“He is a really good athlete,” said Surace. “The one thing I hope we can take advantage of the match ups and his athleticism a little more with a guy who is 6’ 4, 255 pounds.”

Princeton features some good athletes at running back in junior Collin Eaddy (663 yards rushing and 4 touchdowns in 2018), senior Ryan Quigley (330 yards, 4 touchdowns), and sophomore Trey Gray (202 yards rushing).

“Collin has been an outstanding player for us, he came in as a freshman and found a role,” said Surace.

“Last year, he had a bigger role and when Charlie Volker was out, Collin played some incredible football there. Quigs has been the Swiss Army knife. He catches the ball so well. He is not a guy who has been a 15-20 carry a game guy ever but in his seven to 10 carries, he has been really efficient. We are starting to see Trey Gray emerge; he is one of the better athletes that we have. I am starting to feel better about out depth there.”

Along the offensive line, senior center Alex Deters and senior tackle Brent Holder lead a deep group that also includes sophomore Luke Aschenbrand, sophomore Henry Byrd, senior David Garfunkel, junior Riley Held, junior David Hoffman, junior Ryan Huth, junior Nikola Ivanisevic, sophomore Ford Roberts, sophomore Connor Scaglione, and sophomore Zackary Zambrano.

“Alex Deters has been steady center for us, last year I  thought he played at a really high level,” said Surace.

“We have been really solid at tackle. We haven’t had to help our tackles much since I have been here the last six or seven years. I really feel good about our tackles, Brent Holder was one of the better players in the conference last year. When Reily Radosevich went down with an injury last year, we were able to see Henry Byrd step up in the Penn game. One thing we do is we play a lot of linemen because of the number of plays we run. We are not a just play five guys team. We are typically playing eight or nine guys. You are always going to have some butterflies but it is not going to be the anxiety of your first start.”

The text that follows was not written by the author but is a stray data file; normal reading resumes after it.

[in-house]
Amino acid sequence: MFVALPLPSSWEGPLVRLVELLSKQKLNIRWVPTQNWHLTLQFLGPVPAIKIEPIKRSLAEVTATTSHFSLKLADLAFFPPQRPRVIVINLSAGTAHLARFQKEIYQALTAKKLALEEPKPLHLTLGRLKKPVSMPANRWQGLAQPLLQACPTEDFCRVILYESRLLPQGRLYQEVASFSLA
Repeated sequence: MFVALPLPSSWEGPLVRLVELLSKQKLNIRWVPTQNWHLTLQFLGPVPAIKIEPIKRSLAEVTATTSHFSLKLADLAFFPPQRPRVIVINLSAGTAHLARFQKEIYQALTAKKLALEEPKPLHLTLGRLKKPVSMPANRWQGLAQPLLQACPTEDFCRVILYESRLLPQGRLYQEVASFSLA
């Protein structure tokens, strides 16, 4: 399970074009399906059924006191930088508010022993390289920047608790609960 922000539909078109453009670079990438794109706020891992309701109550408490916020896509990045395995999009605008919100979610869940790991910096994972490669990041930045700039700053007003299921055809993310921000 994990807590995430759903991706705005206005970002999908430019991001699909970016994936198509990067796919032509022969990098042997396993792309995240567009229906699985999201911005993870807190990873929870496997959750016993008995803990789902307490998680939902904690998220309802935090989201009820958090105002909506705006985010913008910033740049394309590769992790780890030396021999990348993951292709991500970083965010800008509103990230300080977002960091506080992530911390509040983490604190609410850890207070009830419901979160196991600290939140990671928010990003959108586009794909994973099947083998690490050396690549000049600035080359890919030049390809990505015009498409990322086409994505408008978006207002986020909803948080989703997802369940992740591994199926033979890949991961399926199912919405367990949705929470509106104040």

With a defense featuring such key returning starters as senior lineman Joey DeMarco, senior lineman Jake Strain, junior lineman Sam Wright, junior linebacker Jeremiah Tyler, sophomore defensive back Christian Brown, senior defensive back T.J. Floyd, junior defensive back Trevor Forbes and junior defensive back Delan Stallworth, that unit should not cause anxiety for Surace.

“A lot of those guys have played for a couple of years,” said Surace.

“They have been awesome in practice with the way they run to the ball. I am watching a guy like Sam Wright, who had a great role last year. He technically struggled at some things, he never used his hands the way he should. He has improved. I am watching practice and he has made this jump that we need. We are watching guys do that, guys like Jeremiah Tyler. I felt like almost every big moment last year that we needed a stop on defense, he took advantage of opportunities and made the stop. We are watching practice and he is doing the same stuff. We are using him in different positions and moving him around. He has really been a top player for us.”

Producing an encore performance of last year’s perfect campaign isn’t weighing on Surace, as his top priority is getting ready for the next foe.

“I always want to win, I don’t think there is any more pressure than there was in 2010,” said Surace.

“I will feel the same way each week, focusing on that week and going into that game. That is what our guys have done really well. We have been on the other end of it and when somebody knocks you down, you might have a little more of a chip on your shoulder. At the end of the day when the ball is kicked off, you are running down the field to make a tackle and somebody is trying to crush you. Nobody is thinking about last year.”

This week, Surace is thinking about Butler (1-2), who the Tigers defeated 50-7 in last year’s season opener.

“It was great to go out to Indianapolis and our midwestern alums got to take part in that,” said Surace, who has guided the Tigers to three Ivy crowns in the last six years.

“They have been a top three team in their conference for a majority of my time here. They are well coached. We really got off to a great start last year. I remember walking up the tunnel and I said to one of our coaches, if we don’t mess this up, we have a chance to be pretty good.”